Colloquium Ehrenfestii Charles Kane: "Topological Boundary Modes from Hard to Soft Matter"





Main auditorium, Oort Building Leiden


Colloquium Ehrenfestii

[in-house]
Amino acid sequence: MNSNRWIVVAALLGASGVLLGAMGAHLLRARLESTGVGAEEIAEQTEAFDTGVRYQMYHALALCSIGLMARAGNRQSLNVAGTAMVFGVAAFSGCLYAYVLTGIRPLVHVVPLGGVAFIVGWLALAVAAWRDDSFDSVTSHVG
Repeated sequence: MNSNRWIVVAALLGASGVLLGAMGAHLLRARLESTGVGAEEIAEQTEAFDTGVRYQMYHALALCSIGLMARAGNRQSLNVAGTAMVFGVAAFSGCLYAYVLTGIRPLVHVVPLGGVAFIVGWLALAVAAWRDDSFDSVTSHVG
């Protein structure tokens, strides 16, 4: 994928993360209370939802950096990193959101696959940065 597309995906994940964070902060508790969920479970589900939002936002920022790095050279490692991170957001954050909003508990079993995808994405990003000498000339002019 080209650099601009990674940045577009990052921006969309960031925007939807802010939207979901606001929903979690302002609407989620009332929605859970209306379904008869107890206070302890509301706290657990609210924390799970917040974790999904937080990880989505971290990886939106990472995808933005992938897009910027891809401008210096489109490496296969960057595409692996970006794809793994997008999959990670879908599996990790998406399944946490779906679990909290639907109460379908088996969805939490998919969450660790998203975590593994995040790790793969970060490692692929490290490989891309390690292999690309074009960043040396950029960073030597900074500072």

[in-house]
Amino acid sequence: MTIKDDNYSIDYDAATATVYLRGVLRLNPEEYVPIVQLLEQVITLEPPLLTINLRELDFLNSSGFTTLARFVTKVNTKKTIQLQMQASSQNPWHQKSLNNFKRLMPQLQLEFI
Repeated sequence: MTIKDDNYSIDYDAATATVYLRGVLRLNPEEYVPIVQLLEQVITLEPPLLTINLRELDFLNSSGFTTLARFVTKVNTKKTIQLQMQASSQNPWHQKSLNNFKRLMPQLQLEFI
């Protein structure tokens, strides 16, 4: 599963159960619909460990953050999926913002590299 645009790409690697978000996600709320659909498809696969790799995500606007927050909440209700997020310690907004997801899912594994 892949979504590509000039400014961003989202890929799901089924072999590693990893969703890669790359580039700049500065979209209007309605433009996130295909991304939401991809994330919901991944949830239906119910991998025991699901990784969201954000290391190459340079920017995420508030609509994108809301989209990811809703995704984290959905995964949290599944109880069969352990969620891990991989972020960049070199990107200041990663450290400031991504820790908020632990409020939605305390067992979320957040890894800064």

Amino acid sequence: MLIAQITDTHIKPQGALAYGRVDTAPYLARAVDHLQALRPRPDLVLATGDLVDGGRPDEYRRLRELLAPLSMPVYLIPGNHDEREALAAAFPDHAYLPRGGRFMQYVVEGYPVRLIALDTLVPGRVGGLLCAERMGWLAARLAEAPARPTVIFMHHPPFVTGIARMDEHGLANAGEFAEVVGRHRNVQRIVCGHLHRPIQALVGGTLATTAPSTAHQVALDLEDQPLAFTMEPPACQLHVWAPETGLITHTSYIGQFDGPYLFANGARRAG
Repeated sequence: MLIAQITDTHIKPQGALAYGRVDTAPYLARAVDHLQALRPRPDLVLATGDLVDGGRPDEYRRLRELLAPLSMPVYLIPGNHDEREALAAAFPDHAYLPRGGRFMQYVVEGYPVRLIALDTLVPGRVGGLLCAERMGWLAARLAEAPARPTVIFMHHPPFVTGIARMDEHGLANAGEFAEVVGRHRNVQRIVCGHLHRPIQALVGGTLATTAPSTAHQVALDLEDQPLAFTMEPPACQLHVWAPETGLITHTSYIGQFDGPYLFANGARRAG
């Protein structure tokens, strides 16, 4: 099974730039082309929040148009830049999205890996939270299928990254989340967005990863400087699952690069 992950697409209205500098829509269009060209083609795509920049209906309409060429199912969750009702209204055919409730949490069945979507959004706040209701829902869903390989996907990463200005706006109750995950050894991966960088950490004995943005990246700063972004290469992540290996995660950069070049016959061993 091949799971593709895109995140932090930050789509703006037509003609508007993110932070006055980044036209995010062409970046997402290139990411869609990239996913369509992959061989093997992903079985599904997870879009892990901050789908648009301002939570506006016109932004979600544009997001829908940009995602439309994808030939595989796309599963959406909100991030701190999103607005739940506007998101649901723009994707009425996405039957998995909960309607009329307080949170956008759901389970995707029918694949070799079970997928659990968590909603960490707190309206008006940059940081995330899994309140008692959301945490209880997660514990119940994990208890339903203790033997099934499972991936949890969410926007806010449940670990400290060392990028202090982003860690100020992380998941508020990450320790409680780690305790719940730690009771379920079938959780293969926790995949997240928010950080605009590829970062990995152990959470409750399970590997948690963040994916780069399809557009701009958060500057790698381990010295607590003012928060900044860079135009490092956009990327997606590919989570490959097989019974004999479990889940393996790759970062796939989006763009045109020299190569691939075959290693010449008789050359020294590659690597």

Over the past several years, our understanding of topological electronic phases of matter has advanced dramatically. A paradigm that has emerged is that insulating electronic states with an energy gap fall into distinct topological classes. Interfaces between different topological phases exhibit gapless conducting states that are protected topologically and are impossible to get rid of. In this talk we will review the application of this idea to the quantum Hall effect, topological insulators and topological superconductors. We will then show that similar ideas arise in a completely different class of problems. Isostatic lattices are arrays of masses and springs that are at the verge of mechanical instability. They play an important role in our understanding of granular matter, glasses and other 'soft' systems. Depending on their geometry, they can exhibit zero-frequency 'floppy' modes localized on their boundaries that are insensitive to local perturbations. The mathematical relation between this classical system and quantum electronic systems reveals an unexpected connection between theories of hard and soft matter.